In medieval Europe, the tradition was that a single teacher would found his own school to teach his favourite subject. The result was that students had to go from school to school to get their education from different teachers. Under the circumstances, the idea of a university emerged where teachers could be employed to facilitate students to get knowledge on different subjects under one roof. Therefore, in twelve centuries, two universities emerged. One in Paris and the other in Bologna.
Paris University became the centre of theology while Bologna focused on medicine and law. Both were completely under the supervision of the Church. During the lecture a priest used to sit outside the window of the classroom and listen in so as to ensure that the lecturer would not deviate from the church teachings. Later on, 30 universities were founded throughout Europe. Latin was the medium of instruction in all these universities as these institutions were controlled by religious authorities. There was no academic freedom or religious tolerance. Adam Smith (d 1790) who studied at Oxford, went on to say that he had learned nothing from his professors. According to Edward Gibbon (d 1794), he wasted his two years at Oxford.
Credit goes to Renaissance scholars, who were known as humanists, who made efforts to change the curriculum by introducing philosophy, literature, history and geography – known as the humanities. The division of the Christian world between Catholics and Protestants also changed the character of the universities. The more radical change, however, occurred as a result of Enlightenment and the scientific revolution, which liberated the European universities from the clutches of the Church and gradually converted them into secular institutions.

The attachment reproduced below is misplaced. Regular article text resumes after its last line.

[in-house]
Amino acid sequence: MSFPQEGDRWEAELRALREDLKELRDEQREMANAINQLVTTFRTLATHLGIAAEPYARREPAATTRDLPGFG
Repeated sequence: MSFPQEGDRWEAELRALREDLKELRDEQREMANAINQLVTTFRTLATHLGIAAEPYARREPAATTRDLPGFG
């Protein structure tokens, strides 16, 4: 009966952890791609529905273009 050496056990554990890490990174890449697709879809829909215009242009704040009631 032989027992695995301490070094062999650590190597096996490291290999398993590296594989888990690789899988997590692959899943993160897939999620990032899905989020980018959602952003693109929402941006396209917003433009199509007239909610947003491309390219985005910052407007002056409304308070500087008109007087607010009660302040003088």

Keeping in mind this background, when we study the structure of our universities, their curriculum and system of teaching, we find that these institutions are heavily controlled and supervised by an ideology that does not allow teachers and students to challenge and criticise it. There is no system of disputation and students are not allowed to ask questions and challenge the authority of their teachers. Research is motivated by self-promotion and not to enlighten society. Plagiarism is common. Creativity is discouraged. The result is that our universities are not producing capable students who can understand the complexities of society and create new ideas and thoughts to solve the political, social and economic problems.
As the state surrenders its responsibility to ensure education, private universities are emerging as commercial institutions to educate students for the corporate sector. In many private universities, there is little to no emphasis on social sciences or humanities both of which are important elements of an enlightened education. Bereft of these subjects, students are taught IT and Management which make them into robot-like humans without feelings and sensibilities. When education remains no longer relevant to society it becomes a tool for exploitation which can then harm the cultural and moral values in society.

The writer is a veteran historian and scholar.